Terrorism

Most Spaniards favor military strikes against jihadist groups, survey finds

Metroscopia poll shows 58% believe attack similar to Madrid bombings could occur again

French elite forces search for terrorists last month following the attacks in Paris.
French elite forces search for terrorists last month following the attacks in Paris. CHRISTIAN HARTMANN (REUTERS)

If the hooded terrorists who last month massacred staff at the Paris offices of satirical weekly Charlie Hebdo were looking to instill fear in other countries, they may have succeeded.

Soon after the attacks at the magazine and on a Jewish kosher supermarket in the French capital, which left a total of 17 dead, Spaniards have grown more concerned about the possibility of jihadists carrying out similar strikes in their own country.

As well as this fear, Spaniards are now more inclined to support military action aimed at taking down radical Islamic groups in Syria and Iraq, according to a Metroscopia poll conducted last month.

The survey of 1,200 people was taken on January 13-14, one week after the attacks in Paris, to gauge Spaniards’ perception of the jihadist threat. The poll demonstrates how Spanish public opinion about the growing threat of jihadist terrorism has changed over the past months.

Support has grown for Spain to take part in an international coalition to defeat jihadists

Across Europe, debate has emerged over the possible introduction of controversial measures such as limits on freedom of expression, stricter border controls, and proposals to dismantle home-bred radical Islamic groups.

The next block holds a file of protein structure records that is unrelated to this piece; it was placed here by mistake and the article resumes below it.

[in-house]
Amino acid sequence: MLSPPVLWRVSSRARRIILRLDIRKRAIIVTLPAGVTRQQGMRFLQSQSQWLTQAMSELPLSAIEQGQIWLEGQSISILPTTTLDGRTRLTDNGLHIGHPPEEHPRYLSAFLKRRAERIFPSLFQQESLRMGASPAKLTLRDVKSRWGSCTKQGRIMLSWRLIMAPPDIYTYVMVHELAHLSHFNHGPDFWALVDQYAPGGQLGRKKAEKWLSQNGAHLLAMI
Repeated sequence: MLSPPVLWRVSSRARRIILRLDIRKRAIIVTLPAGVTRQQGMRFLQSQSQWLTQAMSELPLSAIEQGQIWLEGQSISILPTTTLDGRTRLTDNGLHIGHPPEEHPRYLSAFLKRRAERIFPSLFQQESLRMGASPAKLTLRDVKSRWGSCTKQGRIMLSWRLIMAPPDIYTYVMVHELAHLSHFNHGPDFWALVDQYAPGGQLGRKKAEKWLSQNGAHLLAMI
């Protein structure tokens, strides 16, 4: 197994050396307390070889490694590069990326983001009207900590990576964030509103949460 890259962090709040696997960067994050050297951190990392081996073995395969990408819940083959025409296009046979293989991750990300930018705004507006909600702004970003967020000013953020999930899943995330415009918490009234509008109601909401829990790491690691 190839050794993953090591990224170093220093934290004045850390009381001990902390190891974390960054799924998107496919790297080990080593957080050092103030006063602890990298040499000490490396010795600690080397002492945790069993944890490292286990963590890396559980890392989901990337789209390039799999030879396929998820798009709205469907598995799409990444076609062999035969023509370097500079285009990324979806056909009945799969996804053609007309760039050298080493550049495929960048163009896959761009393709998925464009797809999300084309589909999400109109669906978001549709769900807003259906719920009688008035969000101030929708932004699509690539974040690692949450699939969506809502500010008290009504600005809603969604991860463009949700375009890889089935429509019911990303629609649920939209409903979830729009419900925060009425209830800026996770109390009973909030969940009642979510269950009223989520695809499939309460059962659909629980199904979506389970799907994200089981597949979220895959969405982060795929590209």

At least 58 percent of Spaniards believe a terrorist attack similar to the March 11, 2004 train bombings, in which 192 people were killed and 1,858 injured, could take place in their country, according to Metroscopia. Just two years ago, only 31 percent of those surveyed said they believed such an event could happen again.

When asked if they believed that an attack carried out on a specific target, such as the one on Charlie Hebdo, could occur in Spain, 64 percent answered yes. The political leanings or party affiliations of those questioned had little to do with their fear of new attacks, the survey found.

The biggest change is regarding the approaches Spaniards believe should be employed by their government to deal with jihadists. According to the poll, a majority favor military action to guarantee their security.

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Four months ago, 75 percent of those surveyed said that diplomacy was the best way to stop terrorism. That poll was taken in the wake of the International Conference on Peace and Security in Iraq held in Paris last September.

During that summit, around 30 nations agreed to “employ all necessary measures to efficiently fight the Islamic State,” including providing “appropriate military aid.” At that time Spanish diplomats favored providing economic, humanitarian and military aid but ruled out sending troops to battle zones or taking part in air strikes against militants.

But four months later – with the wounds of the Paris attacks still fresh – two out of three Spaniards (62 percent) believe it is best to attack jihadist groups in Syria, Iraq or in Africa’s Sahel zone. Support for Spain to take an active part in an international coalition to defeat jihadists – similar to one organized in 2003 to oust Saddam Hussein in Iraq – has also grown, with 67 percent of those questioned in favor of such a strategy.

A large majority (64 percent) of those surveyed defended the military’s role in NATO and UN missions, as well as its duty to protect Spanish borders. Nevertheless, the percentage of support differed little from past years when 64 percent also said they supported the military’s role in 2014 and 62 percent the year before.

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